I've not started a review prior to finishing a book, but there's always a first time for everything -or- nothing. Let me begin by saying, "This is a memoir" and as such the reader is getting a glimpse into a person's inner life and the experiences which formed it. If you read the book, read it as a memoir, resist reading it with stalwart opinion or how you would have interpreted the events of her life, I believe it will deliver much more that way. What brought me to this read was, I heard an int I've not started a review prior to finishing a book, but there's always a first time for everything -or- nothing. Let me begin by saying, "This is a memoir" and as such the reader is getting a glimpse into a person's inner life and the experiences which formed it. If you read the book, read it as a memoir, resist reading it with stalwart opinion or how you would have interpreted the events of her life, I believe it will deliver much more that way. What brought me to this read was, I heard an interview with Terry Gross on Fresh Air with Sherry Turtle and was inspired to put this 'NEW' book on hold at my public library. I'd forgotten about it until it came in and am curriently about a third of the way into it. What prompted my interest was Turkle's research tying empathy to technology and the digital culture, something that has become more curious to me since the pandemic and how society has had to shape shift in ways that utilize technology to the fullest to do work, education and everyday tasks. As mentioned, I'm only part way through the book, but Goodreads invited me to start a review and while I may revise a few things, add to it once finished or not, it seemed an interesting approach for this particular book.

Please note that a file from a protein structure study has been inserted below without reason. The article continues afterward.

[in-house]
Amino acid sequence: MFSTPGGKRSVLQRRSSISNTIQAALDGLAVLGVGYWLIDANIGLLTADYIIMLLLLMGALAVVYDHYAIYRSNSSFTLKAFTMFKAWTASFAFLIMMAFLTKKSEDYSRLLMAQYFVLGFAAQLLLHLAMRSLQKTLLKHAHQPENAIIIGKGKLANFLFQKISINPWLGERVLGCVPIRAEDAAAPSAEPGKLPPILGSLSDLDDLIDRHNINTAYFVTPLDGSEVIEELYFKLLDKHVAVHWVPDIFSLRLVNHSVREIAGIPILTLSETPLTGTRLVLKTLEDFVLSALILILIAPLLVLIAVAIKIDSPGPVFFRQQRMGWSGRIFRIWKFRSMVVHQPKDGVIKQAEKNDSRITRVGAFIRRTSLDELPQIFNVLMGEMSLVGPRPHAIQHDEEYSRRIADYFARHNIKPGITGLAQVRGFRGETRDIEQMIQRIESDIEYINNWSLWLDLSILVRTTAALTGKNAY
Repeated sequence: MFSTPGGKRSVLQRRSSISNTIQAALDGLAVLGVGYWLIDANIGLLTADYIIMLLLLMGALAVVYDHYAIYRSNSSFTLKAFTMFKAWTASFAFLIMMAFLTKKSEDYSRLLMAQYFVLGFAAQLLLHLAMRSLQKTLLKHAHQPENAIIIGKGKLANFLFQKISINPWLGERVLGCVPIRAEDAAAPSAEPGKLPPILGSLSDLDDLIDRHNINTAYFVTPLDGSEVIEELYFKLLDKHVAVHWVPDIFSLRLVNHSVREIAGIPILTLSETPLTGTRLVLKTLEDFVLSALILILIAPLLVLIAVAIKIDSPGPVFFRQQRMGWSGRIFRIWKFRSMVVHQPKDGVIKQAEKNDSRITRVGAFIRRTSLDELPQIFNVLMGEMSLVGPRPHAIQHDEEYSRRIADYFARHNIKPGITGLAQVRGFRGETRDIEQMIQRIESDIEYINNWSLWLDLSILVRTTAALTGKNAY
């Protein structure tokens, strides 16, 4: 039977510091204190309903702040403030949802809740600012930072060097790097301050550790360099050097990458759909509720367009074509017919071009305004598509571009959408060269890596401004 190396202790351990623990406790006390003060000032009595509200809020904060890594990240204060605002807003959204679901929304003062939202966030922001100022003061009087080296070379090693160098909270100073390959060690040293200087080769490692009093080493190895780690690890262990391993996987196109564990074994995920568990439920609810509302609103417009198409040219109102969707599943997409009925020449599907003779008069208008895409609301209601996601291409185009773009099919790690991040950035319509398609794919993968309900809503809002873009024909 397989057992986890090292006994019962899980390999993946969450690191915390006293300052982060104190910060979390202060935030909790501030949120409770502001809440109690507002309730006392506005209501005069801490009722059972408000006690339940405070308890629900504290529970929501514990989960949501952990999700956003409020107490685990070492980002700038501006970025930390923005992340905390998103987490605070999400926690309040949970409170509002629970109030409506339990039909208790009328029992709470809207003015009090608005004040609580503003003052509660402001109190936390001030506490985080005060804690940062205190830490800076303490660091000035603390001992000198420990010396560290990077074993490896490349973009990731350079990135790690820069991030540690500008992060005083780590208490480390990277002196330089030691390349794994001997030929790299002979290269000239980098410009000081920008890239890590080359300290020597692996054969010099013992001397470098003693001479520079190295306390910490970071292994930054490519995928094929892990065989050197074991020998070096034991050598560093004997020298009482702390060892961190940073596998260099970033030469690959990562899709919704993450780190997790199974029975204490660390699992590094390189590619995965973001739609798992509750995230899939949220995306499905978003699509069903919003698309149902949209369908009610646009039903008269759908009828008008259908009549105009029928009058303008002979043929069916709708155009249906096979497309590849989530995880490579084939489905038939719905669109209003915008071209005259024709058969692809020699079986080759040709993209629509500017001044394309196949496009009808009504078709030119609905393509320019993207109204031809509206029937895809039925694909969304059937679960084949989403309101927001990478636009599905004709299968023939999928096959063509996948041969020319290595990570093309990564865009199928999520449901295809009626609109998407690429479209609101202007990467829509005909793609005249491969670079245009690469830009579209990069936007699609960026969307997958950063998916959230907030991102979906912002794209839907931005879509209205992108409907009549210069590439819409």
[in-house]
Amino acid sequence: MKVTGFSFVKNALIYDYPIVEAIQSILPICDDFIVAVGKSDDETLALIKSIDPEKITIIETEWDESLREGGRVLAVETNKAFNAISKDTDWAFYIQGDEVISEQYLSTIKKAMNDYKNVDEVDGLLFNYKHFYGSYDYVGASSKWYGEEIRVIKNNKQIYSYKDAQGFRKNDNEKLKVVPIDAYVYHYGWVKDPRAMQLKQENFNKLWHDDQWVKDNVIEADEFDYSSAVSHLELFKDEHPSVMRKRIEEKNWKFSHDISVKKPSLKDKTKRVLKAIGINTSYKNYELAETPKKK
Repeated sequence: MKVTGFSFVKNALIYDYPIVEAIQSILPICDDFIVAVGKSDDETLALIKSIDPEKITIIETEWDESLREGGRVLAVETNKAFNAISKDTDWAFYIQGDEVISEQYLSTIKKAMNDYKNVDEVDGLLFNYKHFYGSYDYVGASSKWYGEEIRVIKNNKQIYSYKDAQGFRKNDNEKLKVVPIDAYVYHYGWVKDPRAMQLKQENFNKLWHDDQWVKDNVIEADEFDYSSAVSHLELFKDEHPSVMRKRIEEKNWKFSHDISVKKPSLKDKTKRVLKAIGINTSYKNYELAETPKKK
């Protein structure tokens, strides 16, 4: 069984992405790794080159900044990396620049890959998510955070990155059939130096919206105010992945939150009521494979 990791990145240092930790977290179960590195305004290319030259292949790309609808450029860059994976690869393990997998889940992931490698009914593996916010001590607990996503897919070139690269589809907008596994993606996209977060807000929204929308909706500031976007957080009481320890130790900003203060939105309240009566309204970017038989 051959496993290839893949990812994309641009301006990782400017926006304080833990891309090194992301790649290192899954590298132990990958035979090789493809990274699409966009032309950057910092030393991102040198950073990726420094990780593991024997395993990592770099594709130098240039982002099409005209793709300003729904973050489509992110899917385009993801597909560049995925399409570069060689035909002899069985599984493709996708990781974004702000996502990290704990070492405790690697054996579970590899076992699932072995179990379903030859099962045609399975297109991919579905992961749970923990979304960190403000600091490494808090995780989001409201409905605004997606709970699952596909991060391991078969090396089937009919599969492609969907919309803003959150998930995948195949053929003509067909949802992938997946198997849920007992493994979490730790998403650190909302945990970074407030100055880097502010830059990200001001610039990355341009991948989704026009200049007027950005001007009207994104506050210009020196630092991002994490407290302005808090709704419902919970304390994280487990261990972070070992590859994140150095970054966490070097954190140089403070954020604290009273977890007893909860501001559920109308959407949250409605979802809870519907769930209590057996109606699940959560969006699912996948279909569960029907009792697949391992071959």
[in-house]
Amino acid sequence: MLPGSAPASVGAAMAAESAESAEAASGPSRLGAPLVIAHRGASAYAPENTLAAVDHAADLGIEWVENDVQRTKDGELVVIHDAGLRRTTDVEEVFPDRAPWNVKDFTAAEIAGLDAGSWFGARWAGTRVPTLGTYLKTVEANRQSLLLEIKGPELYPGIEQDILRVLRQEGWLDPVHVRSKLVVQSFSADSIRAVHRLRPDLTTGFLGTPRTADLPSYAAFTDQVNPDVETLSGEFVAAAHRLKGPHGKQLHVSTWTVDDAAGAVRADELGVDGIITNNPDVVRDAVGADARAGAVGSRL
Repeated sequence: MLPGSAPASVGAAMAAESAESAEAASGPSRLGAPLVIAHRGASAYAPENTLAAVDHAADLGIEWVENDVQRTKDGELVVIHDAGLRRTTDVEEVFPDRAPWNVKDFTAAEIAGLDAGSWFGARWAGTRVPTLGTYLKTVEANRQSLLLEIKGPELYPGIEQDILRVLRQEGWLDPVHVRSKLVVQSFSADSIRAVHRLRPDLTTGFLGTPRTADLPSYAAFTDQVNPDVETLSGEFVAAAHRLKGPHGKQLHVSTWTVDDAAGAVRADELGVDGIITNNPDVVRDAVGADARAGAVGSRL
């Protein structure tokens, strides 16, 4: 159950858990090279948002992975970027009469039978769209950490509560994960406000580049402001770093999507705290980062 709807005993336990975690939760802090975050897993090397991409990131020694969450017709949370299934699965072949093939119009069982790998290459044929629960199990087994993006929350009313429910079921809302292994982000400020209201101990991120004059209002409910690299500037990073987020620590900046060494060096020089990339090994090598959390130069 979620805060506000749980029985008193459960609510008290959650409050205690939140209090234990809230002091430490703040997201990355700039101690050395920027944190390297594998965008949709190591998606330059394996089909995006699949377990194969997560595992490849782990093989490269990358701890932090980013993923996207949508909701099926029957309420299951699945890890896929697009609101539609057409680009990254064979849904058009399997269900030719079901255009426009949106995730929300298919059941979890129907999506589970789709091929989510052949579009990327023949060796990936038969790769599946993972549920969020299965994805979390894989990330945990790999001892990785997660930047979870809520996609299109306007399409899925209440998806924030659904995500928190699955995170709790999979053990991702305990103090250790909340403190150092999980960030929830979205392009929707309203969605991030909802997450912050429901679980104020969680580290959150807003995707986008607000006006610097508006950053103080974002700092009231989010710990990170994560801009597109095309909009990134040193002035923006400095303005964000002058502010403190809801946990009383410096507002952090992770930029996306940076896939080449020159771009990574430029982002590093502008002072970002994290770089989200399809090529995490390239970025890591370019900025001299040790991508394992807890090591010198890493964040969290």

11. 4 out of 5

    Barbara

    Stupendously interesting, but slightly repetitive and, at times rather arcane, this book was something I wanted to put everything else aside for and just listen, listen, listen. This is a book about a woman who was supported enough and loved enough so that, despite some nasty setbacks in life and in love, she still believes in the human connection and its supreme importance, be it in formation of political movements; in psychological growth and development; around the explosion of of personal co Stupendously interesting, but slightly repetitive and, at times rather arcane, this book was something I wanted to put everything else aside for and just listen, listen, listen. This is a book about a woman who was supported enough and loved enough so that, despite some nasty setbacks in life and in love, she still believes in the human connection and its supreme importance, be it in formation of political movements; in psychological growth and development; around the explosion of of personal computing and portable devices; and about us, as a race, turning into objects being controlled by other objects. I could not read a more timely book after fourteen months of isolation, deprivation, and a desperate need to connect once again. With humans, that is. Real humans, in real time, using their real voices, and letting me see their body language, their sense of comfort, and whether or not they might want to give or receive a hug. I cannot wait for this life to resume (rhymes with Zoom) ! It’s too bad, though, that the narrator, one Jill Larson, has not checked her pronunciation of certain Boston locations. Eeks!

  12. 5 out of 5

    Jennifer White